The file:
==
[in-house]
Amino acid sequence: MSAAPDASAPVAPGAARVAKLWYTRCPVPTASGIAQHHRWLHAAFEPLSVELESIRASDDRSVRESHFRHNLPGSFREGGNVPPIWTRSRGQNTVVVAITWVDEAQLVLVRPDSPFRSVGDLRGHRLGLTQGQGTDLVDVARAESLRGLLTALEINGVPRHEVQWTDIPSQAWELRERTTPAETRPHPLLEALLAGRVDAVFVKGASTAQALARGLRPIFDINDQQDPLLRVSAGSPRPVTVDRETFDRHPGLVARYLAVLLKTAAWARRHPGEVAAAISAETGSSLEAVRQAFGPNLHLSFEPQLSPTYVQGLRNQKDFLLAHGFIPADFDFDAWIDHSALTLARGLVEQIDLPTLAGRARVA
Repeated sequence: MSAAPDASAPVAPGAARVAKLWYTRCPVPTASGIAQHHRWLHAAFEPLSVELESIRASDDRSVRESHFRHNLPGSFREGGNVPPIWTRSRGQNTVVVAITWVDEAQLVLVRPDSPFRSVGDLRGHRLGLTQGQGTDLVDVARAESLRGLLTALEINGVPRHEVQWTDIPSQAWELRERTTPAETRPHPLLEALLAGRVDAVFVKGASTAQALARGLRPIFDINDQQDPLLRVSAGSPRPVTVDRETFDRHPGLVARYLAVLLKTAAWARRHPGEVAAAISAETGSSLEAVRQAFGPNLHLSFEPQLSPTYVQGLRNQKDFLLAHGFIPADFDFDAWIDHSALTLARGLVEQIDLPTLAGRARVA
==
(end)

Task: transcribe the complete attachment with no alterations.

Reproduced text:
[in-house]
Amino acid sequence: MSAAPDASAPVAPGAARVAKLWYTRCPVPTASGIAQHHRWLHAAFEPLSVELESIRASDDRSVRESHFRHNLPGSFREGGNVPPIWTRSRGQNTVVVAITWVDEAQLVLVRPDSPFRSVGDLRGHRLGLTQGQGTDLVDVARAESLRGLLTALEINGVPRHEVQWTDIPSQAWELRERTTPAETRPHPLLEALLAGRVDAVFVKGASTAQALARGLRPIFDINDQQDPLLRVSAGSPRPVTVDRETFDRHPGLVARYLAVLLKTAAWARRHPGEVAAAISAETGSSLEAVRQAFGPNLHLSFEPQLSPTYVQGLRNQKDFLLAHGFIPADFDFDAWIDHSALTLARGLVEQIDLPTLAGRARVA
Repeated sequence: MSAAPDASAPVAPGAARVAKLWYTRCPVPTASGIAQHHRWLHAAFEPLSVELESIRASDDRSVRESHFRHNLPGSFREGGNVPPIWTRSRGQNTVVVAITWVDEAQLVLVRPDSPFRSVGDLRGHRLGLTQGQGTDLVDVARAESLRGLLTALEINGVPRHEVQWTDIPSQAWELRERTTPAETRPHPLLEALLAGRVDAVFVKGASTAQALARGLRPIFDINDQQDPLLRVSAGSPRPVTVDRETFDRHPGLVARYLAVLLKTAAWARRHPGEVAAAISAETGSSLEAVRQAFGPNLHLSFEPQLSPTYVQGLRNQKDFLLAHGFIPADFDFDAWIDHSALTLARGLVEQIDLPTLAGRARVA